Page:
I don't think much of a plot explanation is required.  If you know the Watergate scandal and how it led to Nixon's resignation, then you have the framework of this film.  This film depicts the true story of how the Washington Post brought down Nixon and many of the most prominent players in Washington.  Dustin Hoffman and Robert Redford portray journalists, Carl Bernstein and Bob Woodward, respectively. Bob is a new reporter for the Washington Post.  Carl has been with the paper longer and is assigned to work with Bob on his story. 

On June 17, 1972, the infamous break-in at the Democratic Headquarters at the Watergate Building occurs.  Five men are arrested after security guard, Frank Willis, discovers a security breach with a door's deadbolt.  He calls the police who interrupt the men installing wiretaps and other electronic bugging equipment.  Woodward is assigned to cover the Watergate break-in by the Washington Post.  After attending the arraignment hearing, Bob learns that there is more to this case than meets the eye. He discovers that one of the five men has connections to the CIA and Nixon's White House Counsel.

Bob is determined to investigate this story and write an article outing the persons involved in what appears to be a massive corruption scandal. The Washington Post ends up assigning Carl, a more senior member of the staff, to work with Bob on his story.  Throughout the film, Carl and Bob write drafts of their story for publishing.  Their executive editor, Ben Bradlee (Jason Robards), is skeptical of their story, but remains supportive.  His only requirement is more sources (that will corroborate information given by other sources) and real, hard evidence behind any claims made.  He does not want to publish a speculative story and risk a potential libel lawsuit or worse, undermining his and the Washington Post's credibility and reputation.

As the investigation unfolds, Bob and Carl discover that the burglary at Watergate was just the tip of the iceberg as to the amount of corrupting taking place in Washington.  Bob has an informant (nicknamed "Deep Throat" by Carl) whom he meets with at night, in the corner of a parking garage.  Deep Throat (Hal Holbrook) speaks using riddles and hints to Bob, avoiding providing him with any actual names or substantial facts.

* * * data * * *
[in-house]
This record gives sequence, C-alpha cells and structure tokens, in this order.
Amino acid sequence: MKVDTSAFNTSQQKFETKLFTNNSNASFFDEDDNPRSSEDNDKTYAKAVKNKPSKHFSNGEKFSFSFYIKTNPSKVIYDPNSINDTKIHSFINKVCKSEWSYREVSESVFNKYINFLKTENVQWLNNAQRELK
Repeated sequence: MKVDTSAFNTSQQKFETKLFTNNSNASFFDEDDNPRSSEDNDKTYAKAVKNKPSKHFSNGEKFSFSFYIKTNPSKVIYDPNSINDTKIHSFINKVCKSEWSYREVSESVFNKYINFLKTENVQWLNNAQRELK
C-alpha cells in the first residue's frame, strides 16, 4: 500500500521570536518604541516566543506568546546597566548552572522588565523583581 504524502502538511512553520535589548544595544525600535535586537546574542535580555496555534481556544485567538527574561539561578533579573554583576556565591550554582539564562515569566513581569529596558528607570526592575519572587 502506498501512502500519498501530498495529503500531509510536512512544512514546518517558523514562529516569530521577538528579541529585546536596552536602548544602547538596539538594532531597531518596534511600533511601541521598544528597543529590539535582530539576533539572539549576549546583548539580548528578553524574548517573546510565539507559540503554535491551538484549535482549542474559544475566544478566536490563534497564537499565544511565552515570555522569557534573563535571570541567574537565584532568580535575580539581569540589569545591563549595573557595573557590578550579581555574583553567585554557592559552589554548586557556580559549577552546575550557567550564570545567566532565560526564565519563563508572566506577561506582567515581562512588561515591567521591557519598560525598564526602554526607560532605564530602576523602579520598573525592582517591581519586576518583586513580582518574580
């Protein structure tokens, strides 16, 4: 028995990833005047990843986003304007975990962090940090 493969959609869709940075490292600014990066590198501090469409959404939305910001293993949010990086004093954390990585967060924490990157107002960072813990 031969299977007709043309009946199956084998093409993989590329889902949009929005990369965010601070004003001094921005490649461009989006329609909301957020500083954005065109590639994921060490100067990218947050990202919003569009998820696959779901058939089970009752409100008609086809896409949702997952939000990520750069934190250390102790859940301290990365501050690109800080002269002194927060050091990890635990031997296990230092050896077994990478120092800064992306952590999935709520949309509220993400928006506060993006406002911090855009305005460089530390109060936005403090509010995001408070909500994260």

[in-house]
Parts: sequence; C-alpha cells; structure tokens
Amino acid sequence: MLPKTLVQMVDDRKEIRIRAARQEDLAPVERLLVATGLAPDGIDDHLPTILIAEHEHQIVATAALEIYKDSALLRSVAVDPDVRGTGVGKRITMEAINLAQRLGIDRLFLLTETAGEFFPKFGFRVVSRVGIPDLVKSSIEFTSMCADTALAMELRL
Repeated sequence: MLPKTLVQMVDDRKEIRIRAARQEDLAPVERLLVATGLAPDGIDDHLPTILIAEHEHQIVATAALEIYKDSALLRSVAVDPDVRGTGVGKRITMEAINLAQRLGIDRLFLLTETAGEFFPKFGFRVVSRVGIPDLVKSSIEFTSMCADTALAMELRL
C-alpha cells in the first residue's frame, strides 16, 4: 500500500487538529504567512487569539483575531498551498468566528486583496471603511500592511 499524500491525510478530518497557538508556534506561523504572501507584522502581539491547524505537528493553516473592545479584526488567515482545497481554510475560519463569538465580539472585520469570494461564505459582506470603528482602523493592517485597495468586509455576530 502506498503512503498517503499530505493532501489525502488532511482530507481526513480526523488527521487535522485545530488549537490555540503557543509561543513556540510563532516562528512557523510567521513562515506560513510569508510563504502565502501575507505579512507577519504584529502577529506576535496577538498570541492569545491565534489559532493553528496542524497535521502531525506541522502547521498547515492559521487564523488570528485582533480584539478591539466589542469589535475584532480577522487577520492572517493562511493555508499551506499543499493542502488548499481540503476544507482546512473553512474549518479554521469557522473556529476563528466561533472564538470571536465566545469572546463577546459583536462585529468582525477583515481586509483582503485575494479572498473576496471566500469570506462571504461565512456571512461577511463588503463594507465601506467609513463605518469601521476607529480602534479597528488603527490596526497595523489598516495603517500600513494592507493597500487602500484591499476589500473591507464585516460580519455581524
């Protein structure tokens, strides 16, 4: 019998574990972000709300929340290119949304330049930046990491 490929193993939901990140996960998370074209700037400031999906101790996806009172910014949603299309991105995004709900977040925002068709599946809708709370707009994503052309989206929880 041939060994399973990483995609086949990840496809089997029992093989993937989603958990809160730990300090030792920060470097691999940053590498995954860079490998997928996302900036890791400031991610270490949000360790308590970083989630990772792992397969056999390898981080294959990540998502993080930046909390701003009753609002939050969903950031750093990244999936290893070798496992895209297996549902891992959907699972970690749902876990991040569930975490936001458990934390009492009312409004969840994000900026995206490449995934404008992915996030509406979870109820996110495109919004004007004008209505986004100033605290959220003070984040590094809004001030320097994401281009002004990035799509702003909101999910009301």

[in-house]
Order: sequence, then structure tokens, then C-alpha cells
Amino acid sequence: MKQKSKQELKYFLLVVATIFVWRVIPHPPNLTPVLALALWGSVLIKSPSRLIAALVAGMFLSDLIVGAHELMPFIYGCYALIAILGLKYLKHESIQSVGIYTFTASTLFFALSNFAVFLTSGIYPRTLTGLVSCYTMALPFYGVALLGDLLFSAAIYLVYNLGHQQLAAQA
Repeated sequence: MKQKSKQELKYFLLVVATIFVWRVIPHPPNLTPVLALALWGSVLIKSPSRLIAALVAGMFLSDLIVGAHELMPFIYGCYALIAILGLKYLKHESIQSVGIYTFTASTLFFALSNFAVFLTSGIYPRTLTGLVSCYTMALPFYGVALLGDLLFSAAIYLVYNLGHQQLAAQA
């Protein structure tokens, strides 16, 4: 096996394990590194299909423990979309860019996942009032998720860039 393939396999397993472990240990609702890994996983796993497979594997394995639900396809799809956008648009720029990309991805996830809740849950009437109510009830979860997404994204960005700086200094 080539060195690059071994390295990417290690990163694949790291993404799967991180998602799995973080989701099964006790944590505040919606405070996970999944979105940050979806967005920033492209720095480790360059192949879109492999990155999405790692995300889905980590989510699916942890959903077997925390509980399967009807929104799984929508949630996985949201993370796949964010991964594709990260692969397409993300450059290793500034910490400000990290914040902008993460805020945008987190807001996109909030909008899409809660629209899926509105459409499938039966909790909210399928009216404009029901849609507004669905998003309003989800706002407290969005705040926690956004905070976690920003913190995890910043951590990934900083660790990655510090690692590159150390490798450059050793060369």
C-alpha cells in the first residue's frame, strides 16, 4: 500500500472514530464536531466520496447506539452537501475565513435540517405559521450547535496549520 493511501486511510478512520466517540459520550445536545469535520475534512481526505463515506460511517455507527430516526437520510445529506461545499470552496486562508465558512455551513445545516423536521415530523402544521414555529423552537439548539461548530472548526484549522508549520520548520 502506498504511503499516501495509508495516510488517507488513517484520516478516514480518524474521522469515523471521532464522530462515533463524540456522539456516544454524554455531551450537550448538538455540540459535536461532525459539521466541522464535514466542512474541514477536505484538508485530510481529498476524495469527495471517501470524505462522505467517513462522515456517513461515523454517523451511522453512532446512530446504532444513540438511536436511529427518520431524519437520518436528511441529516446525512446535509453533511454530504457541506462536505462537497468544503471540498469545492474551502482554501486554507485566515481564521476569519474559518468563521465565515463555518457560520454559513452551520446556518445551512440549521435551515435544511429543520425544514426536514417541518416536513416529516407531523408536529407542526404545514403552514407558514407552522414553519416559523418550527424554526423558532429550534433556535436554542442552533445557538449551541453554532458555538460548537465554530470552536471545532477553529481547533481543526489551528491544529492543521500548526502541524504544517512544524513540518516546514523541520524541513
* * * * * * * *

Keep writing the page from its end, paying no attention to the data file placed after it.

I loved this movie.  I enjoyed all the scenes in the newsroom.  I loved listening to the sounds of the typewriters in the movie.  I thought that the cast did a phenomenal job, especially the three leads: Hoffman, Redford, and Robards.  I knew vaguely about Watergate and that Nixon resigned because of his involvement in the scandal, but I didn't know quite how far-reaching it was.  There were dozens upon dozens of prolific persons involved in the planning, carrying out and covering up of the Watergate scandal.  

I would definitely watch this again.

The 1970s was perhaps the golden age for political thrillers, The Parallax View (1974) and Three Days of the Condor (1975), just to name a few.  They seem to hold up well today.

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4 hours ago, LornaHansonForbes said:

i watched PSYCHO III on HULU.

ANTHONY PERKINS directed this and he actually DOES A GREAT JOB, he and his cinematographer give us a great looking film throughout- the homage to VERTIGO in the beginning works well,

Also the "Psychos in love" plot where Norman first double-takes at seeing Diana Scarwid wearing old secondhand clothes from 1960 and an old battered Marion Crane-like suitcase.

It's no Psycho II by a long stretch, but Perkins certainly meant well.

Quote

PERKINS clearly knew how to work with actors and it's a shame he did not direct anything else.

Perkins only went on to direct Lucky Stiff (1988) with comic Joe Alaskey, and if you don't remember it or Alaskey...

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5 hours ago, cinemaspeak59 said:

The 1970s was perhaps the golden age for political thrillers, The Parallax View (1974) and Three Days of the Condor (1975), just to name a few.  They seem to hold up well today.

Three Days of Condor was on my list. I hadn’t heard of The Parallax View. I’ll have to look into that one.

Thanks!

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1 hour ago, speedracer5 said:

Three Days of Condor was on my list. I hadn’t heard of The Parallax View. I’ll have to look into that one.

It's pretty good, in the early 70's post-JFK-conspiracy genre:  Warren Beatty takes Robert Redford's place, as a reporter investigating Parallax, an agency that seems to be interested in recruiting a certain type of individuals for undisclosed purposes...

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I just viewed Cry of the Werewolf for the first time. Competition for Lon Chaney Jr. in The Wolf Man this film is not. In fact I think I had a better time earlier in the day when I had to unplug my toilet.